new Keyword in C#

Posted: July 29, 2012 in .NET, C#
Tags:

The “new” keyword in C# is one of the most commonly known and used keywords in C#.It is used as an operator for instantiating objects of a class as shown below.

List<int> l = new List<int>();

But there are two other uses of the new keyword as well. The first one to be discussed is new as an modifier.But first let’s take a look at method hiding in C#. Refer to the following piece of code.

class Program 
    { 
        static void Main(string[] args) 
        { 
            A a = new A(); 
            a.M1(); 
            B b = new B(); 
            b.M1(); 
            a = new B(); 
            a.M1(); 
            Console.Read(); 
        } 
    }

public class A 
    { 
        int i = 10; 
        public void M1() 
        { 
            Console.WriteLine("A::M1"); 
        } 
    } 
    public class B : A 
    { 
        public void M1() 
        { 
            Console.WriteLine("B::M1"); 
        } 
    }

Here the base class A has a method public void M1() and the derived class provides a another new implementation of the same method i.e it is hiding the implementation of the base class.

The output of this program will be :

A::M1
B::M1
A::M1

So it is very clear that the method invoked depends upon the compile time type of the object variable rather than runtime type of the object being instantiated( which is the case for overriding).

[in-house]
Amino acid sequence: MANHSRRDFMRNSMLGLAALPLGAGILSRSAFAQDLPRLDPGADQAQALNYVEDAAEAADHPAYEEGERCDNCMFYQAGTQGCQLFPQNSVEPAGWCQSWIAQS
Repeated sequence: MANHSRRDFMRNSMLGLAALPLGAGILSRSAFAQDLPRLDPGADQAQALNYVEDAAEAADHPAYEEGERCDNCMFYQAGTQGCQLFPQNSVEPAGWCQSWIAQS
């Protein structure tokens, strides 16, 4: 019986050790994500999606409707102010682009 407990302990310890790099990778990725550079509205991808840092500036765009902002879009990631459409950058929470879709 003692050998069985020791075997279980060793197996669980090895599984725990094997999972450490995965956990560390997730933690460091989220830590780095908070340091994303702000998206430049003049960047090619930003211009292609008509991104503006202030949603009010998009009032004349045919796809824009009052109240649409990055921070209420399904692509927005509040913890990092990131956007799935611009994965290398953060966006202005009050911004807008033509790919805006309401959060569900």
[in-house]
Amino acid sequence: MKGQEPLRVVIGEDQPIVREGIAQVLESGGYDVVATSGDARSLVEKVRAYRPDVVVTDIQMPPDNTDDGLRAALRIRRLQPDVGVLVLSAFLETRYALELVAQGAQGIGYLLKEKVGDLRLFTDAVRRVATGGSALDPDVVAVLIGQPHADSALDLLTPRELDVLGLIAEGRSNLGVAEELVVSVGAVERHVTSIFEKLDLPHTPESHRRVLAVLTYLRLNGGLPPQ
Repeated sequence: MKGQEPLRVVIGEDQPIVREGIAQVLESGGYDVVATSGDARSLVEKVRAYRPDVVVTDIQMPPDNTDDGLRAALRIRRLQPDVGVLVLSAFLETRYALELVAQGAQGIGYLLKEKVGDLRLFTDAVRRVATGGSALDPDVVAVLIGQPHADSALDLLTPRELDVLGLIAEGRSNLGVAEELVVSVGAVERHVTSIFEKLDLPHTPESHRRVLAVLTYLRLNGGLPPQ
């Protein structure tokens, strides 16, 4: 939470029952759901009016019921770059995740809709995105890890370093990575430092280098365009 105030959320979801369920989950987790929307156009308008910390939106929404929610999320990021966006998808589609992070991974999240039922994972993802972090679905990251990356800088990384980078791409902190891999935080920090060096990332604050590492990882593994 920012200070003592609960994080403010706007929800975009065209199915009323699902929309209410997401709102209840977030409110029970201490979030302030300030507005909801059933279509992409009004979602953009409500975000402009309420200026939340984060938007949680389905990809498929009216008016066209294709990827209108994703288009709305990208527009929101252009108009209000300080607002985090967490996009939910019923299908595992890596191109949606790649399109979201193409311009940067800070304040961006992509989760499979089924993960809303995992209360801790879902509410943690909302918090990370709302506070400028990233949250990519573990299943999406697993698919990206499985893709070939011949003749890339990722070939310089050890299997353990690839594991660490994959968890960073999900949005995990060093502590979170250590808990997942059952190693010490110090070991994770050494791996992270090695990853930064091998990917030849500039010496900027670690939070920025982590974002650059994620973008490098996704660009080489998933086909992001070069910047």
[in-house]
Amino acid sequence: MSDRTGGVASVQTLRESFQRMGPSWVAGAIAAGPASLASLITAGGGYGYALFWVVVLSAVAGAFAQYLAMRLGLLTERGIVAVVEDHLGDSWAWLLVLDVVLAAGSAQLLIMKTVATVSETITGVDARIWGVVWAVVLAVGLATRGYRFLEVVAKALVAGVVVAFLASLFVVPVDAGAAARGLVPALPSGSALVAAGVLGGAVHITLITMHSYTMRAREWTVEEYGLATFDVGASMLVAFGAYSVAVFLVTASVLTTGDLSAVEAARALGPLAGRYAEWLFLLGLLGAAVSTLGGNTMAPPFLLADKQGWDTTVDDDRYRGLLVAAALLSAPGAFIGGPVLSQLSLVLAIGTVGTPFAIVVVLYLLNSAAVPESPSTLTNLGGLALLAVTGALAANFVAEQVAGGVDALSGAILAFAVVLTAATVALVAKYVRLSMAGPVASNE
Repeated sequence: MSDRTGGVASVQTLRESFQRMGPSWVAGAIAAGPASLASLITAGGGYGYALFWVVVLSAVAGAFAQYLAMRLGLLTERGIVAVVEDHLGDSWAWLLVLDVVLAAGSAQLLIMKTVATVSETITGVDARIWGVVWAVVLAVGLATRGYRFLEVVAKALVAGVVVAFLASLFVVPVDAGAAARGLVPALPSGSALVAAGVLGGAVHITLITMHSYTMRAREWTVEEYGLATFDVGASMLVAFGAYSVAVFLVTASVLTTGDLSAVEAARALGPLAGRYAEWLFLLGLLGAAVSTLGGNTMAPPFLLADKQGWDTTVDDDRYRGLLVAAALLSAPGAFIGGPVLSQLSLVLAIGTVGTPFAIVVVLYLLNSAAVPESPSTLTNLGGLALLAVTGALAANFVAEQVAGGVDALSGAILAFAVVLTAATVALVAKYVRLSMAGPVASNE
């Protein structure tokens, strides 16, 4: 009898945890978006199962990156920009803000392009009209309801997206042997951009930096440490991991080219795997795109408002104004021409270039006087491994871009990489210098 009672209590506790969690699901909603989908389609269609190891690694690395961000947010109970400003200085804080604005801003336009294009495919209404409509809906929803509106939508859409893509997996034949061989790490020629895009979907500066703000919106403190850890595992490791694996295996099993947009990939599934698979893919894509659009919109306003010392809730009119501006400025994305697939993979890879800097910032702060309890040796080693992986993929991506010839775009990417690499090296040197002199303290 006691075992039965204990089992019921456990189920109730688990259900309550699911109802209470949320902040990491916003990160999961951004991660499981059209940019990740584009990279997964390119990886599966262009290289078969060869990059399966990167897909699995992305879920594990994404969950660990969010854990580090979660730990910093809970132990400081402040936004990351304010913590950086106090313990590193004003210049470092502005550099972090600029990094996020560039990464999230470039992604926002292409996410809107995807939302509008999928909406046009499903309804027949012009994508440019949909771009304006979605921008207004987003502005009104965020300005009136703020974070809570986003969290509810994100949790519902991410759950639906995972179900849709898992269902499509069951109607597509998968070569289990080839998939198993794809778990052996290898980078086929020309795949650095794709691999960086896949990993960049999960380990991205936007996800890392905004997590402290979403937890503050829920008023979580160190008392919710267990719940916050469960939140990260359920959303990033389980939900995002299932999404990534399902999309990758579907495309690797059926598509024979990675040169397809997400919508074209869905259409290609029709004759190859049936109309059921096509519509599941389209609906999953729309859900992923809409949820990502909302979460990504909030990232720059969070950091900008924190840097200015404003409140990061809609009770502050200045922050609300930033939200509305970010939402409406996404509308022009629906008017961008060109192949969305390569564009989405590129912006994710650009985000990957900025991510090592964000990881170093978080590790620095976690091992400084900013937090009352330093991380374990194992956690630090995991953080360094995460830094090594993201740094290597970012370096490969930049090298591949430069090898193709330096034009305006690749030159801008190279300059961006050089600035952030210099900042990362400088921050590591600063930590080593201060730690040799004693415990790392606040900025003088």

But the above code also throws a compile time warning:

CS0108: ‘NewKeyWordDemo.B.M1()’ hides inherited member ‘NewKeyWordDemo.A.M1()’. Use the new keyword if hiding was intended.

So we can use the new keyword as a modifier to clearly indicate the method hiding as shown below:

public new void M1() 
{ 
     Console.WriteLine("B::M1"); 
} 

Note: Method hiding works without the new keyword as well but it’s a good practice

Another use of the new keyword is as a constraint for generic types. Refer to the following code:

public class G<T> where T : new()
{
    public void M1(T t)
    {
        Console.WriteLine(t.GetType().FullName);
    }
}

The constraint T:new() indicates that

  • Type T must have a parameterless constructor
  • Type T must be instantiable i.e not an abstract class.

The following code will fail with a compilation error.

public class A
    {
        int i = 10;
        public A(int i)
        {
            this.i = i;
        }
        public void M1()
        {
            Console.WriteLine("A::M1");
        }
    }

    public class G<T> where T : new()
    {
        public void M1(T t)
        {
            Console.WriteLine(t.GetType().FullName);
        }
    }

Now class A has a parameterized constructor so compilation will fail with the following error:

CS0310: ‘NewKeyWordDemo.A’ must be a non-abstract type with a public parameterless constructor in order to use it as parameter ‘T’ in the generic type or method ‘NewKeyWordDemo.G<T>’

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